The Point Reyes Lighthouse was built in 1870 to warn mariners of the Point Reyes Headlands that jut 10 miles out to sea and pose a threat to ships traveling north from San Francisco Bay.  This historic lighthouse served west coast mariners for over a century - 105 years to be exact – until the U. S. Coast Guard installed an automated light on the point in 1975.  Ownership of the Point Reyes Lighthouse (and the responsibility for preserving it) was then transferred to the National Park Service.  The Point Reyes Lighthouse was added to the National Register of Historic Places in 1991.  I’m thinking that it must be a magical place from which to watch the sunset.

The Point Reyes Lighthouse - such a beautiful setting!

Point Reyes’ renowned Cypress Tunnel was rather magical itself.  Monterey Cypress trees – one of the few tree species adapted to the wind and ocean weather conditions on Point Reyes - were planted along the road that led to the KPH Maritime Radio Receiving Station around 1930.  The station is an Art Deco-style edifice that was built between 1929 and 1931.  It provided ship to shore communication for most of the 20th century.  The former communication station now houses the North District Operations Center for Point Reyes National Seashore.  The Cypress Tunnel is familiar to many; now, whenever I see a photo of it, I think back to the pleasure of driving beneath that magnificent canopy of tree limbs.

These Monterey Cypress trees are nearly 100 years old.

After visiting Point Reyes, Alan, Kyra and I circled back around to Lake Solano and tucked ourselves in for a much needed night’s sleep.  We knew we had a full day’s drive on Sunday, and we were excitedly looking forward to camping among the redwoods in Jedediah Smith State Park.

Next up are our adventures in Redwood National and State Park.  This park provided such a wide variety of wonderful experiences that it was immediately added to my “return to” list.  I hope you’ll join us!

If you would like future posts delivered directly to you via email, simply provide your email address in the subscription box in the column on the right.  I will not share your email address with any person or organization; it will be used only to deliver my blog posts directly to your email inbox whenever they’re published.  Thanks for stopping by - it’s a pleasure to have you along on our adventures!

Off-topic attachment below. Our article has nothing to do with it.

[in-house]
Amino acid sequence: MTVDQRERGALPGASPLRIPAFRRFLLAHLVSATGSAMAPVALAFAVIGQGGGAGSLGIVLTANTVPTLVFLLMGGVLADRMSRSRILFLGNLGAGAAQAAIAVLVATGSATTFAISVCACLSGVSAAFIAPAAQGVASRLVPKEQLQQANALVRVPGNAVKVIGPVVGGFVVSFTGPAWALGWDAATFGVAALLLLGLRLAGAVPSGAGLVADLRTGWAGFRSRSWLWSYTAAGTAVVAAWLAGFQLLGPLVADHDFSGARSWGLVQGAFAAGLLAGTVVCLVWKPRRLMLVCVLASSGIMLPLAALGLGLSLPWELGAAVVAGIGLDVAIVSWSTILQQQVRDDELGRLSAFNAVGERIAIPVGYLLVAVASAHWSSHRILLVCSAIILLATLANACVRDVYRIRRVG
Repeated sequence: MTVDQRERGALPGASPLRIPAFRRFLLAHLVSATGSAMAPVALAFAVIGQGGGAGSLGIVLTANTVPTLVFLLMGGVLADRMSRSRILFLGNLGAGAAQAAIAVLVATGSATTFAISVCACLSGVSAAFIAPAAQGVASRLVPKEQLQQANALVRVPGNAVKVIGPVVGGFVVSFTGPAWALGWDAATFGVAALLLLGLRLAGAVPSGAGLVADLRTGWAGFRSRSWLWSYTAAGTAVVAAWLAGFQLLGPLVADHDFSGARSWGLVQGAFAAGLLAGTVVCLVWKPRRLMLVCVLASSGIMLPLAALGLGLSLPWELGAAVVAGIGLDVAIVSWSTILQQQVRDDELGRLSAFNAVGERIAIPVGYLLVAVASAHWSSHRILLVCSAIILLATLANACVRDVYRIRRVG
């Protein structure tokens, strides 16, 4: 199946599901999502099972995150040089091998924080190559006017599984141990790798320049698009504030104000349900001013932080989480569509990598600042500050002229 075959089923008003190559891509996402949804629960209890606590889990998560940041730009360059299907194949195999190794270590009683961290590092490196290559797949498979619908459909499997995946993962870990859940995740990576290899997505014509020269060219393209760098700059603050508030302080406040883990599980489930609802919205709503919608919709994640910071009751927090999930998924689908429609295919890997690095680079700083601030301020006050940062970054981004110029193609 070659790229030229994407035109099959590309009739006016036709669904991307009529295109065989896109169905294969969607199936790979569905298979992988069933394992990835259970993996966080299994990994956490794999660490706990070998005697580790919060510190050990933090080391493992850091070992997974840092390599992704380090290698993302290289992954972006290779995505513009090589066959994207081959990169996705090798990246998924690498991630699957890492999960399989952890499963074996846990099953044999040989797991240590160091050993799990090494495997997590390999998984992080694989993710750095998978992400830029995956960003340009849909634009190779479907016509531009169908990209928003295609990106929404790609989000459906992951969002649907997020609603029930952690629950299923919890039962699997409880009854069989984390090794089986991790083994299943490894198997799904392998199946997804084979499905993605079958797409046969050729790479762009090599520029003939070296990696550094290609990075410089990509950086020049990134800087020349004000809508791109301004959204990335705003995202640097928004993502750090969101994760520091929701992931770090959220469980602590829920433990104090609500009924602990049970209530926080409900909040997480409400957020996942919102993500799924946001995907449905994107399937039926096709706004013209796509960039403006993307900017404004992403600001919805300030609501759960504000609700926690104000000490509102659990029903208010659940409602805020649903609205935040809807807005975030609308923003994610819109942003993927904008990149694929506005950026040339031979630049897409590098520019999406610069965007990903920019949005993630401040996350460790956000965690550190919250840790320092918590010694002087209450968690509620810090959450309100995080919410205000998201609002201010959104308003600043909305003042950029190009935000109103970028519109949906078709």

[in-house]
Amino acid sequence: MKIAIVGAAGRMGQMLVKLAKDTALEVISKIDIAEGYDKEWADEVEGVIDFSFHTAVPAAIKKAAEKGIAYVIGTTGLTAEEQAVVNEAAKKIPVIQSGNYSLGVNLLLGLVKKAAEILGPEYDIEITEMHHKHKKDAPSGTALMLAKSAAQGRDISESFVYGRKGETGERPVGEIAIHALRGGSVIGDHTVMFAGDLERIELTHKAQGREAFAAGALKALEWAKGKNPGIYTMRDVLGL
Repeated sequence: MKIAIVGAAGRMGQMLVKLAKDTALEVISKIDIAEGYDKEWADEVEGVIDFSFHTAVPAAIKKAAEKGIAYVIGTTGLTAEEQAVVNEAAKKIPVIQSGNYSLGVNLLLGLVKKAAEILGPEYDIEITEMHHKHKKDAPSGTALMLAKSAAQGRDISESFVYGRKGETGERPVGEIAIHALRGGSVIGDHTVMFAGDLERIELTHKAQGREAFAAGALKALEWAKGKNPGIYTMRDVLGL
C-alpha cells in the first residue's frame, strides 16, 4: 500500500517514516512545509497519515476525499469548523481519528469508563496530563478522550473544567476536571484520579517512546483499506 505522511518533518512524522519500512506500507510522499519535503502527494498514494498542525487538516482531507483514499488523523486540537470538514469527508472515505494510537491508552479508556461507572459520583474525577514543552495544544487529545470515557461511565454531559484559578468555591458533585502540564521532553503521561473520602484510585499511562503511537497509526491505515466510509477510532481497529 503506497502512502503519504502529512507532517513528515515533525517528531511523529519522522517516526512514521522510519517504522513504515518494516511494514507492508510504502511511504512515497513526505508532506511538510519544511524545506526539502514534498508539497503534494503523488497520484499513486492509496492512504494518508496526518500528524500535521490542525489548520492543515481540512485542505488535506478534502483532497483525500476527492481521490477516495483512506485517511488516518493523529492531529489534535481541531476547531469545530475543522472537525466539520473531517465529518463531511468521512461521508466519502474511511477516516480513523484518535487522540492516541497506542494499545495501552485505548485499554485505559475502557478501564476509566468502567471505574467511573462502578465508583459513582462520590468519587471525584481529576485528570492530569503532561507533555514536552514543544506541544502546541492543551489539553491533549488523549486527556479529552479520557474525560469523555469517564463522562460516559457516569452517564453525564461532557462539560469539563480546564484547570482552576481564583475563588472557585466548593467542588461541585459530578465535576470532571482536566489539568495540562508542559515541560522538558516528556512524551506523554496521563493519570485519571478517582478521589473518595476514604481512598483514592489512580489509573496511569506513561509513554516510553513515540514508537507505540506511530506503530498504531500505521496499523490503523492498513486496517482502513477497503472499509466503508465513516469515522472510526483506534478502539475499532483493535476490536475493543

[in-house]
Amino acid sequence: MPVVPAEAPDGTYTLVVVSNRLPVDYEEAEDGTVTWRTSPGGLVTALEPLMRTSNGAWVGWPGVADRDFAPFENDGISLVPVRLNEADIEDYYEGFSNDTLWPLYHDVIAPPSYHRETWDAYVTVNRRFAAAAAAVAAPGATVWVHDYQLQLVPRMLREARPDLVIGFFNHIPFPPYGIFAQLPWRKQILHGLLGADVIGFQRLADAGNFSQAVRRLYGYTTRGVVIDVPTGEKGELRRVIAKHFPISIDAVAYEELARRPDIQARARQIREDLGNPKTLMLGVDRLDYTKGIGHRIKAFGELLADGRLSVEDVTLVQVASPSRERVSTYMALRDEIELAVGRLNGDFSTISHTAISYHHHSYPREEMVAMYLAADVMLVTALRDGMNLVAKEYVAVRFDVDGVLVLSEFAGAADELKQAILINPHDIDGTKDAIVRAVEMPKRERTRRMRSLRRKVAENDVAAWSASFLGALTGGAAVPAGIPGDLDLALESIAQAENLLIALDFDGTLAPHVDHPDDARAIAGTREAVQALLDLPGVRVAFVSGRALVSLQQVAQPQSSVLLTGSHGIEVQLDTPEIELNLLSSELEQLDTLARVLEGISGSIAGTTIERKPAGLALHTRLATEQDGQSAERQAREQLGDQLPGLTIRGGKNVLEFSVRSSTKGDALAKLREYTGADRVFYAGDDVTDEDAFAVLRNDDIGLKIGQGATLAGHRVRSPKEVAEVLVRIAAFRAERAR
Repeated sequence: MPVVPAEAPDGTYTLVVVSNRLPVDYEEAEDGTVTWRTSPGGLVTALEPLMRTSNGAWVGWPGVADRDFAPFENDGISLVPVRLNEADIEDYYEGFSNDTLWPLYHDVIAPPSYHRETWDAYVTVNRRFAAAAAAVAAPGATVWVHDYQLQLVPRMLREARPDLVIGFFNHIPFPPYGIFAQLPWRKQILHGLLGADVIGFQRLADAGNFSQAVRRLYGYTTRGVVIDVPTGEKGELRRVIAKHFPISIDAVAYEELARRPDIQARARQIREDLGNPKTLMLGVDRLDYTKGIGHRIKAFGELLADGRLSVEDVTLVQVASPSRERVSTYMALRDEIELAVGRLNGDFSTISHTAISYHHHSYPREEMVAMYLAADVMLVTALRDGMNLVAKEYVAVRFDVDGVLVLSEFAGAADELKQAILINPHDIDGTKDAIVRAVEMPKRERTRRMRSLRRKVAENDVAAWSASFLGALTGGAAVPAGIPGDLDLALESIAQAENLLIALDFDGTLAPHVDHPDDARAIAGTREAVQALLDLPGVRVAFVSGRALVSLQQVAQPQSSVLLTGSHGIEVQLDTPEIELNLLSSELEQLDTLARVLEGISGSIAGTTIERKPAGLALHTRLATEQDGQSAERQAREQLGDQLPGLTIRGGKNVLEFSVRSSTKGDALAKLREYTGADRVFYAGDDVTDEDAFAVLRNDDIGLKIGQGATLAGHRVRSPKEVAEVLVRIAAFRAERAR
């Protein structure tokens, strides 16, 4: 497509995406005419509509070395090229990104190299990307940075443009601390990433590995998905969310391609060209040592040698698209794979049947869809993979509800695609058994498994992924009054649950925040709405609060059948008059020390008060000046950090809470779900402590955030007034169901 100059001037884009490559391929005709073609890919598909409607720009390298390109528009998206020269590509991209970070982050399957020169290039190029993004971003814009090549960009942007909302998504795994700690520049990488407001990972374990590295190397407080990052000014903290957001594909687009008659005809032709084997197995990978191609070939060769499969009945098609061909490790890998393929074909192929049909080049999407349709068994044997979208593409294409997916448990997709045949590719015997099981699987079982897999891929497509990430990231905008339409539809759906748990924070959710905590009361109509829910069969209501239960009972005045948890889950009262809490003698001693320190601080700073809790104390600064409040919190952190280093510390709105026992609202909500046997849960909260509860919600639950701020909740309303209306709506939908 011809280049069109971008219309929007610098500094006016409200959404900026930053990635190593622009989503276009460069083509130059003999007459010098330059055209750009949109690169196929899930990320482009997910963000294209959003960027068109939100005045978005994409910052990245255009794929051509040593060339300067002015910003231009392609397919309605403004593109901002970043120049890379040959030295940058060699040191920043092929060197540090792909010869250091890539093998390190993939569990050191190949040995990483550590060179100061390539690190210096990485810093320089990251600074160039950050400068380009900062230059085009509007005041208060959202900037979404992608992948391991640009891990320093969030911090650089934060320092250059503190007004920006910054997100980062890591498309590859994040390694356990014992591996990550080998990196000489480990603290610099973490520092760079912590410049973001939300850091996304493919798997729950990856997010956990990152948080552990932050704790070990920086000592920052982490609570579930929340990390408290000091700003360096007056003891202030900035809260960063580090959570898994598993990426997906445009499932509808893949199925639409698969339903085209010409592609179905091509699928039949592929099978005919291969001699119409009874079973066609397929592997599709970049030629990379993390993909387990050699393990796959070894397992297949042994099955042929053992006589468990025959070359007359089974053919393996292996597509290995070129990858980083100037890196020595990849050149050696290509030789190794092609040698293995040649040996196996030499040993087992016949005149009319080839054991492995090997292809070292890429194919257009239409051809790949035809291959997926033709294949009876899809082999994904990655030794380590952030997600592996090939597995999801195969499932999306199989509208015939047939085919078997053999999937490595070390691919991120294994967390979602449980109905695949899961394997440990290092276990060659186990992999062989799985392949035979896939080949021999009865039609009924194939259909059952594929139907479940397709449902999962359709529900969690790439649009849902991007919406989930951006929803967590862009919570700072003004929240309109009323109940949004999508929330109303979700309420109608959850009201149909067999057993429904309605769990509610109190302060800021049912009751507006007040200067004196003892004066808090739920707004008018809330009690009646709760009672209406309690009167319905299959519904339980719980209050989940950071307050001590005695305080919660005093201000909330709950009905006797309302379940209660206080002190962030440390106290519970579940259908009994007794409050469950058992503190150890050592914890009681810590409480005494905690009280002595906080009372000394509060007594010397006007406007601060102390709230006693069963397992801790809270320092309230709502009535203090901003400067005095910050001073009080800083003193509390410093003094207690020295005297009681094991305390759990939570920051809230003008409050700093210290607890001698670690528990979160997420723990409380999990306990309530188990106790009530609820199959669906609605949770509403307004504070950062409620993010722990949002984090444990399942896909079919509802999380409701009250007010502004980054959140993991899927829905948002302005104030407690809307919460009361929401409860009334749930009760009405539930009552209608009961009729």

1. Mary, your described itinerary evoked fond memories of our own tour of most of these places, and I'm glad we did it when we did, for reasons that are now obvious to everyone. Aren't you glad, as we are, that we both documented these travels? Somehow, it makes easier, to a degree, the inevitable arrival of the treachery of old age and the inevitable constraints in which it seems to delight. You wouldn't know anything about that, of course, but my guess is you can conjure up a plan in no time. We are fairly satisfied with our process of slowly returning from orbit, although there have been a few misfires, which I intend to write about. Until reading these retrospectives of yours, I hadn't given much thought to doing the same, thinking--perhaps naively--that readers could just look back themselves. Well, given the incredible velocity of today's society, there is probably little likelihood that readers will do their own exhumations over 19 years of posts and maybe a couple million words. I may have to rethink this because of you young whipper-snappers with your new-fangled ideas. Enjoyed the post, as usual.

    1. Ah, Mike, there is a difference between you and me. As a full-timer, you were diligent in your efforts to document your travels from the road, and managed to stay current as you and Sandy moved around. As a part-timer, I always wait until a trip is over and we're back home to document it. Since this is 2024 and I'm still writing about 2017, you can see how well that system works for me. Unfortunately, I don't think I have the wherewithal to write from the road. As for aging, don't think for a moment that we don't feel it. In fact, that's precisely why we're pushing to get all of the "big trips" done while we're still able. Still, I'm thinking that if we stopped traveling for a couple of years, I might just catch up. But we all know that's probably not going to happen for a while!

  2. Mary, Thanks for sharing this. It has been at least 10 years since I visited San Francisco, and from what I have heard and read lately, it may be a few more years before I return. Nevertheless, SF remains one of America's great cities, and--you're correct--one day doesn't do it justice. I loved visiting Alcatraz Island and riding the streetcars. My favorite was having Irish Coffee at Buena Vista near the end of the streetcar line. Thanks again, and have a great weekend. Joe

    1. Joe, as amazing as San Francisco was, I think it was probably a "one and done" for Alan and me. We're happy we saw it, but we're not excited about returning. Now the redwood trees - they're another story entirely. So magical! I'd go back in a heartbeat! Safe travels!


Comments are encouraged and appreciated, so please do join the conversation!